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The Medallion Problem - Taxi Owners' dreams shattered

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RMaddox
109 Rider
 Posted 4 years, 1 month ago

An excerpt from a recent CNBC article on the medallion problem.  It's a worth a read...while they still exist. Check out the bit on how immigrants took out huge loans to purchase a medallion as part of fulfilling their American dream.  I highlighted Uber's comments too.

Uwazie said he knows several Chicago drivers who died of heart attacks or strokes after struggling financially.

“The drivers are underwater and if they can’t refinance, they are giving up their medallions,” said Uwazie, who had hoped to one day buy his own medallion but is now glad he didn't. “Those medallions were supposed to be their 401(k)s, but everything has been flushed down the drain."

In a measure of how shaken drivers in Chicago are by what happened in New York, The Chicago Dispatcher, a monthly newspaper for cab and livery drivers, placed an ad for a suicide prevention hotline on page 3 of the April edition.

Taxi medallions are permits that cities issue to cap the number of cabs on the road. Until the past several years, the value of the medallions seemed to keep rising as large taxi companies, individual operators and other investors bought them up.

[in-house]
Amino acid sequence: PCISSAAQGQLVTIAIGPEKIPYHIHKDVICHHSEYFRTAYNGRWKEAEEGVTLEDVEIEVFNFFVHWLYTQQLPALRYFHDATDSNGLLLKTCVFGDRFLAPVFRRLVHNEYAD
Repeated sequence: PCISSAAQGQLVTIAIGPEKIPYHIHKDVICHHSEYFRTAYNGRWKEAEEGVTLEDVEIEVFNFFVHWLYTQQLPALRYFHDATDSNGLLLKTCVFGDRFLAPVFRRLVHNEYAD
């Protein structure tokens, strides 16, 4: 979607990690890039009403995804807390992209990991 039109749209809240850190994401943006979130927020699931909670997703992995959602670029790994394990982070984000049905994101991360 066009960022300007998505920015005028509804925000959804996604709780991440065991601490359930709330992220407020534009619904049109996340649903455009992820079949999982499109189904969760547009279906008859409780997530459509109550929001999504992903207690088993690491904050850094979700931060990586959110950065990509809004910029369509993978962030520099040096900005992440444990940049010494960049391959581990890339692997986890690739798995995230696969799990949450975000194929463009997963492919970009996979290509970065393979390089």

Many immigrants saw securing a taxi medallion as the fulfillment of their American Dream, and they financed them as they would a mortgage, assuming they would only grow in value over time.

In 2014, the price of a New York City medallion topped $1 million. That year, they went for $700,000 in Boston, $400,000 in Philadelphia, and $300,0000 in Chicago.

But with the advent of outfits like Uber and Lyft, which cracked the cab monopoly by enabling consumers to hail rides from any registered driver using smartphones, loan…

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An excerpt from a recent CNBC article on the medallion problem.  It's a worth a read...while they still exist. Check out the bit on how immigrants took out huge loans to purchase a medallion as part of fulfilling their American dream.  I highlighted Uber's comments too.

Uwazie said he knows several Chicago drivers who died of heart attacks or strokes after struggling financially.

“The drivers are underwater and if they can’t refinance, they are giving up their medallions,” said Uwazie, who had hoped to one day buy his own medallion but is now glad he didn't. “Those medallions were supposed to be their 401(k)s, but everything has been flushed down the drain."

In a measure of how shaken drivers in Chicago are by what happened in New York, The Chicago Dispatcher, a monthly newspaper for cab and livery drivers, placed an ad for a suicide prevention hotline on page 3 of the April edition.

Taxi medallions are permits that cities issue to cap the number of cabs on the road. Until the past several years, the value of the medallions seemed to keep rising as large taxi companies, individual operators and other investors bought them up.

Many immigrants saw securing a taxi medallion as the fulfillment of their American Dream, and they financed them as they would a mortgage, assuming they would only grow in value over time.